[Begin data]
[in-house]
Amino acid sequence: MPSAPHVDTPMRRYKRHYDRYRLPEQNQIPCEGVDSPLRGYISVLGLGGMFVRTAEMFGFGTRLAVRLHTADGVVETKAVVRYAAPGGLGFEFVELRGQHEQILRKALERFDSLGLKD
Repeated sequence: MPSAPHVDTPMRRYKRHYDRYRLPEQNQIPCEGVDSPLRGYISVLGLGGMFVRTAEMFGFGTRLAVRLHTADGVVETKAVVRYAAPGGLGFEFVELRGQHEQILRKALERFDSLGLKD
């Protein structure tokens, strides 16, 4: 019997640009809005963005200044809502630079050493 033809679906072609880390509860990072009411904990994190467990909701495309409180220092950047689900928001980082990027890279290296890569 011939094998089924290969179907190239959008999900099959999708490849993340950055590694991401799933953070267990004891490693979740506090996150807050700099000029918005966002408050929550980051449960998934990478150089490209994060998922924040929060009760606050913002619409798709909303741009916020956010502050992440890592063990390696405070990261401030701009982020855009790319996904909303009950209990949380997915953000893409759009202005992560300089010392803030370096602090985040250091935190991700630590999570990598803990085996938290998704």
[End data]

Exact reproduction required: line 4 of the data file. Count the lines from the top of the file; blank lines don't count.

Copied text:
């Protein structure tokens, strides 16, 4: 019997640009809005963005200044809502630079050493 033809679906072609880390509860990072009411904990994190467990909701495309409180220092950047689900928001980082990027890279290296890569 011939094998089924290969179907190239959008999900099959999708490849993340950055590694991401799933953070267990004891490693979740506090996150807050700099000029918005966002408050929550980051449960998934990478150089490209994060998922924040929060009760606050913002619409798709909303741009916020956010502050992440890592063990390696405070990261401030701009982020855009790319996904909303009950209990949380997915953000893409759009202005992560300089010392803030370096602090985040250091935190991700630590999570990598803990085996938290998704």